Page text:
The first adaptive optics concepts were proposed in the early 1950s and first used in the 1970s by the U.S. military, notably for satellite imaging from the ground. Astronomers had to wait until the 1990s to apply the technology in their observatories. Adaptive optics relies on three key components. The first is a wavefront sensor, a fast digital camera equipped with a set of optics to map out the distorted shape of the light waves heading toward the telescope. This sensor measures the distortion caused by the atmosphere in real time. Because measurements must keep up with fast changes in the atmosphere, it needs to make a new map several hundred to several thousand times per second. To get enough photons in such short exposures, the wavefront sensor requires a bright source of light above the atmosphere. The stars themselves are rarely bright enough for this purpose. But astronomers are a resourceful bunch—they simply create their own artificial stars by shining a laser upward.

This reference light source—the laser guide star—is the second key component of the adaptive optics system. Our atmosphere has a layer of sodium atoms that is a few kilometers thick and located at an altitude of 90 kilometers, well above the turbulence causing the distortions. Scientists can excite these sodium atoms using a specially tuned laser. The sodium atoms in the upper atmosphere absorb bright orange laser light (the same color emitted by the sodium street lamps in many cities) and then reemit it, producing a glowing artificial star. With the laser attached to the side of the telescope and tracking its movements, this artificial star is always visible to the wavefront sensor.

Now that we can continuously track the shape of the wavefront, we need to correct for its aberrations. This is the job of the third major component of the system: the deformable mirror. The mirror is made of a thin reflective membrane, under which sits a matrix of actuators, mechanisms that push and pull the membrane to shape the reflected light. Every time the wavefront sensor makes a measurement, it sends this information to the mirror, which deforms in a way that compensates for the distortions in the incoming light, effectively removing the aberrations caused by the atmosphere. The atmosphere changes so fast that these corrections must be made every millisecond or so. That is a major mechanical and computational challenge. The deformable mirror hardware must be capable of making thousands of motions every second, and it must be paired with a computer and wavefront sensor that can keep up with this speed. There are up to a few thousand actuators, each moving the deformable mirror surface by a few microns. Keeping up with this constant updating process in a self-correcting fashion is what we mean by “closing the loop.”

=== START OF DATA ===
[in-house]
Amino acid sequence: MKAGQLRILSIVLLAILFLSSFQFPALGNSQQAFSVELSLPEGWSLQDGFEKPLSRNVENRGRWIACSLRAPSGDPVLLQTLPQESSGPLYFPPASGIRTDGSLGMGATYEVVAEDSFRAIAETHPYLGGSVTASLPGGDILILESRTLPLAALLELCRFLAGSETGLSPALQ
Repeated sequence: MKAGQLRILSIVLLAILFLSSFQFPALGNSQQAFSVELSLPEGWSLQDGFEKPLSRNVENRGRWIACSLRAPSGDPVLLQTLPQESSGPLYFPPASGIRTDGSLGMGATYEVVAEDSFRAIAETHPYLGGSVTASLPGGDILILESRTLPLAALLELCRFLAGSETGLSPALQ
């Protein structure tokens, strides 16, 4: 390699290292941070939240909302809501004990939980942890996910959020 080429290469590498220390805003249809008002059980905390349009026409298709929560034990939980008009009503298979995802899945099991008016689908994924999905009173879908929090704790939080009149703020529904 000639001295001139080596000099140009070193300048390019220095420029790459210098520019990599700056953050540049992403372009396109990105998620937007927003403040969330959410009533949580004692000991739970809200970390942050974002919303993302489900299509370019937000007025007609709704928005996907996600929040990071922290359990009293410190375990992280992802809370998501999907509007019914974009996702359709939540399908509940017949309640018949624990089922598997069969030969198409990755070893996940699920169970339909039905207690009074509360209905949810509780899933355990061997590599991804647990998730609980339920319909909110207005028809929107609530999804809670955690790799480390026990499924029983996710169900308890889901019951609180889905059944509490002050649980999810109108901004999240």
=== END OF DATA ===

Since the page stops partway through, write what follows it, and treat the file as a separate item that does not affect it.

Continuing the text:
Although the technique is difficult and complex, by now astronomers have largely mastered adaptive optics, and all major optical observatories are fitted with these systems. There are even specialized versions used for different types of observations. “Classical” adaptive optics uses only one guide star and one deformable mirror, which enable atmospheric turbulence correction over a rather limited patch of sky. More complex systems such as Multi Conjugate Adaptive Optics use multiple guide stars and multiple deformable mirrors to probe and correct for a larger volume of atmospheric turbulence above the telescope. This approach opens up windows of atmospheric-free astronomical observations that are 10 to 20 times larger than what classical adaptive optics can achieve—but at a significantly higher price. In other situations—for example, when astronomers want to study an individual target, such as an exoplanet—the important factor is not field size but near-perfect image resolution. In this situation, an Extreme Adaptive Optics system uses faster and higher-resolution wavefront sensors and mirrors, usually coupled with a filter to block the light of the host star and enable imaging of the dim exoplanets orbiting it. We have now reached an age where it is not a stretch to expect any telescope to come with its own adaptive optics system, and we are beginning to expand the use of this technology beyond astronomy.

Graphic shows how atmospheric disturbance distorts an image and how adaptive optics uses deformable mirrors to fix it.
Credit: 5W Infographics

The Problem of Space Junk